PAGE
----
Sprinting up and down steep dunes with sand blowing into my eyes and 17-year-olds barking orders at me is not normally my idea of a perfect Sunday morning. Neither is transporting stretchers weighed down with 40-pound sandbags along choppy shores or burying half-naked men in sandy slopes for a cruel game of hide-and-go-seek...
But it is certainly an experience I will never regret. And I learned a great deal about Israeli people: that they are relentless and make Americans look lazy.
Our IIP group was at an IDF training called the Yuval Eilom Boot Camp in Herzliya. We were split into teams and challenged to push our physical and mental limits. Having not worked out in what felt like 2305249837698 years since the start of the MBA program, I was apprehensive of giving my full effort – especially in front of the Babson College students who came along with our teams in training (even though one of their students sported high-heeled “sneakers” for the excursion).
But from participating in the “light jog” (on hilly, rocky turf) to being picked up and almost thrown into the Mediterranean Sea (I can’t swim), I experienced a sliver of military life in Israel that made me understand why Israelis succeed in entrepreneurship and business: they operated with a sense of accountability for others, and were taught at a young age (in the military) to make impactful life-or-death decisions. This is something I don’t necessarily see in the cushy bubble that is Champaign-Urbana, but is something I hope to share when I return to the States.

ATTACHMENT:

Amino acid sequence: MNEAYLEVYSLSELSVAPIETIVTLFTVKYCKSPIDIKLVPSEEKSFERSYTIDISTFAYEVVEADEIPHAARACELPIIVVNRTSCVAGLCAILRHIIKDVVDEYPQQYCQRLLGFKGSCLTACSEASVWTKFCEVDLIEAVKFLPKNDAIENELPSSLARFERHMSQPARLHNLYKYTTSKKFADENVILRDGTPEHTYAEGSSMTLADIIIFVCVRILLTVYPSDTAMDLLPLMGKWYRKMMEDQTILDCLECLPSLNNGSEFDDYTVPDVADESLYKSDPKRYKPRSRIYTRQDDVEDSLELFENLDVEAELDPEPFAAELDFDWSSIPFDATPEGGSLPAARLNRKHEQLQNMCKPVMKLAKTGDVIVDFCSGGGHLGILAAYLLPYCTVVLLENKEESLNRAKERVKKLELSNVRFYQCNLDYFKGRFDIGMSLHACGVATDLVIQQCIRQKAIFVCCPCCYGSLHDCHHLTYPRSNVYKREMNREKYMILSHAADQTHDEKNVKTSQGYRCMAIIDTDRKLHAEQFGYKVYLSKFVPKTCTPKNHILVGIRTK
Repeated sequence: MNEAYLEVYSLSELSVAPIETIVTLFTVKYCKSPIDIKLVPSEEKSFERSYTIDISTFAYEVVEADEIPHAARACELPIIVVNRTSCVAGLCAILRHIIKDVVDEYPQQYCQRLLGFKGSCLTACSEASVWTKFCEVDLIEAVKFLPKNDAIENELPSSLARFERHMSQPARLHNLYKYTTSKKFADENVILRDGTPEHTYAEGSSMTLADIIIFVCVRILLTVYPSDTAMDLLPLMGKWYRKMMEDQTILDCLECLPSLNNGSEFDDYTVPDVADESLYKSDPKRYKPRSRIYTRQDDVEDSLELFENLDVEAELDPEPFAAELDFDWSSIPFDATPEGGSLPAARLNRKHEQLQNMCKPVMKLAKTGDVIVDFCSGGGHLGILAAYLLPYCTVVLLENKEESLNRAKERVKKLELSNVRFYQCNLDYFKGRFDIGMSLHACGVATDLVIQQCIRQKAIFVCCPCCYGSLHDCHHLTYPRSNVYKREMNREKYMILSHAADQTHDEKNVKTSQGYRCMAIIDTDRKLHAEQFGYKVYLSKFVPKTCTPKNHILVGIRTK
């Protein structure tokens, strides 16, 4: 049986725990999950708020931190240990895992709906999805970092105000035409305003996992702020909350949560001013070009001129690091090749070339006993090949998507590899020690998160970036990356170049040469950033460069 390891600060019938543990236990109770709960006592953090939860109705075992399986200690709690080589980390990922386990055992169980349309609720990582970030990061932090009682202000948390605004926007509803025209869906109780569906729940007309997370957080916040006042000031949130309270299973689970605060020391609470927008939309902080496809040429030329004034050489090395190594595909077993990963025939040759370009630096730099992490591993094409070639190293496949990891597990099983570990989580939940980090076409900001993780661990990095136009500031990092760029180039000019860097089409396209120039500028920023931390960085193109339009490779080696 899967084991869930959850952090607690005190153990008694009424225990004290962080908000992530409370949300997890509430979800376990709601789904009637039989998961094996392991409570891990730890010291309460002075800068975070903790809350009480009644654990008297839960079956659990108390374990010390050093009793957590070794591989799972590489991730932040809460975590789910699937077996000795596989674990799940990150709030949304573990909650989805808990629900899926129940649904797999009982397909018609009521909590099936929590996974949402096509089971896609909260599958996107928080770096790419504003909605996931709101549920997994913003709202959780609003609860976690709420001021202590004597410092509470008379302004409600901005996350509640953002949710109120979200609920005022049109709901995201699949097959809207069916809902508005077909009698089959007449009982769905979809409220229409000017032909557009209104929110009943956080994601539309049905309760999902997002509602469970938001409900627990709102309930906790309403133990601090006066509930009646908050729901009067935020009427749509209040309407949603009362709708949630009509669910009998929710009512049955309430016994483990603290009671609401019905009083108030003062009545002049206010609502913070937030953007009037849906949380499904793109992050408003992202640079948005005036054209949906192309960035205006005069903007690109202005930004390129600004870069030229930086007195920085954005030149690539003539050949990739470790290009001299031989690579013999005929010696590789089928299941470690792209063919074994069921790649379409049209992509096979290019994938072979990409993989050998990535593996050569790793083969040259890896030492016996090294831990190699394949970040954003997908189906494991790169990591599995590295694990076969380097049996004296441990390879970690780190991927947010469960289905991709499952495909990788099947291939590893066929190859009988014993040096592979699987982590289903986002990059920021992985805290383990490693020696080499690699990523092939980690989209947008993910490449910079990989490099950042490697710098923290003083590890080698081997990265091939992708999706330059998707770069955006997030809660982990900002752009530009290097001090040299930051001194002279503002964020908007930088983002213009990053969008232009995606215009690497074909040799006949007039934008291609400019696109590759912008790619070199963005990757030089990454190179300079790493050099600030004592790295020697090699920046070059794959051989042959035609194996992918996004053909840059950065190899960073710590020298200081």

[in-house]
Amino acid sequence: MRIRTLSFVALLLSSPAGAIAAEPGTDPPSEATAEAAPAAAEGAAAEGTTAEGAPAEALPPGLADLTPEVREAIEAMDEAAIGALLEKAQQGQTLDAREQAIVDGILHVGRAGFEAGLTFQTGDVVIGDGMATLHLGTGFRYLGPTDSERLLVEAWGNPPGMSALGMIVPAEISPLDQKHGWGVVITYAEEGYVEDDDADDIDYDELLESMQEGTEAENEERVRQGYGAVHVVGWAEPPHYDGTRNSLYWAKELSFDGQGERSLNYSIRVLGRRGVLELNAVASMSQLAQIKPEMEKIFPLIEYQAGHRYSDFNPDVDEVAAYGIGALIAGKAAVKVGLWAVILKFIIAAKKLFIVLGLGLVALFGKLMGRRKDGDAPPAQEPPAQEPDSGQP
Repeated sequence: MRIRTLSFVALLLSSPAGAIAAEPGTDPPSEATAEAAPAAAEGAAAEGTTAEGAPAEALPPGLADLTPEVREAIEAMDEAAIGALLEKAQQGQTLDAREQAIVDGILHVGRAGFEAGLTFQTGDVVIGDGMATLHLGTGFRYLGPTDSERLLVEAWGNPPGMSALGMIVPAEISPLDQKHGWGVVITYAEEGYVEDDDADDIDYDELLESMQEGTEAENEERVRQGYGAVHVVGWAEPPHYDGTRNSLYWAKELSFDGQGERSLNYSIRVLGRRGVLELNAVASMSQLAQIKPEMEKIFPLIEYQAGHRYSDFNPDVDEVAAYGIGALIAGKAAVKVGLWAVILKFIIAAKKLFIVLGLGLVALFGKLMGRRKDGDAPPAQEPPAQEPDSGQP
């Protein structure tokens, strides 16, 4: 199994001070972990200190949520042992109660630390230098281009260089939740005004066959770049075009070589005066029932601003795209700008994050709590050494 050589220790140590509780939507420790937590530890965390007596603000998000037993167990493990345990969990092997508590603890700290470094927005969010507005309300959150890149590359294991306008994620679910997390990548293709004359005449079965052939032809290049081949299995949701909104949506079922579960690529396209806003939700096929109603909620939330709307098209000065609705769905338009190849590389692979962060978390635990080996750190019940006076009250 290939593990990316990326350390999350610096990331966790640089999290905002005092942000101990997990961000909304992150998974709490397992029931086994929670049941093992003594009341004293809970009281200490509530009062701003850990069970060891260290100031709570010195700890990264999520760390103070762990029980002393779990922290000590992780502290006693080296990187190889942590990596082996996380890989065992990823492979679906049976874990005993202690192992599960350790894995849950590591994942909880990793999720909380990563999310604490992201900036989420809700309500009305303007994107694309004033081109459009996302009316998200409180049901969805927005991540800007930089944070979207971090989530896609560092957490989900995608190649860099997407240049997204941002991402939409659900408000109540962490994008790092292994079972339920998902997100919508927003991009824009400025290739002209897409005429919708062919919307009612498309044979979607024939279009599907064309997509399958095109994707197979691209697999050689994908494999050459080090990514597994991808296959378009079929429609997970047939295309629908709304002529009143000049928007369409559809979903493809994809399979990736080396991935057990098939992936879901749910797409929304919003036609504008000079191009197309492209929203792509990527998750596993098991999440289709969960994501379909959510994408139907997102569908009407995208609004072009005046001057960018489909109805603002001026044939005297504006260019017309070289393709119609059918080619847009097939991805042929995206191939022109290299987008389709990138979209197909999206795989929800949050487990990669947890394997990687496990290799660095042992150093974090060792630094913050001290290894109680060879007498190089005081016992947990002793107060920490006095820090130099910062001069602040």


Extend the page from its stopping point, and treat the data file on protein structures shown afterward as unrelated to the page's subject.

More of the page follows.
And then we were ushered into a completely different environment – the Israel Museum, where we learned about King Herod and a fateful professor-turned-excavator who dropped to his death next to Herod’s tomb while excavating and renovating Herod’s sarcophagus. Then we were herded to an auditorium where, I swear, is the only time I will ever witness a Q&A session with current President and former Prime Minister Shimon Peres (!!!) preceded by a discussion on “Two Girls and One Cup” and Finnish disco YouTube videos. By this point, I was confused and awed.
Pres. Peres was the most deliberate and purposeful individual I have ever heard speak in Israel, and I learned a great deal about Israel’s prized natural resource: the human mind. The Q&A brought every stray puzzle piece together about the Startup Nation that is Israel. I understood then that then that the nation – and the zealous leadership I saw in its people – was all about survival. In having to build up and maintain a fragile sliver of land, the Israeli people have no other choice but to spend every minute with purpose and sleep when they’re dead.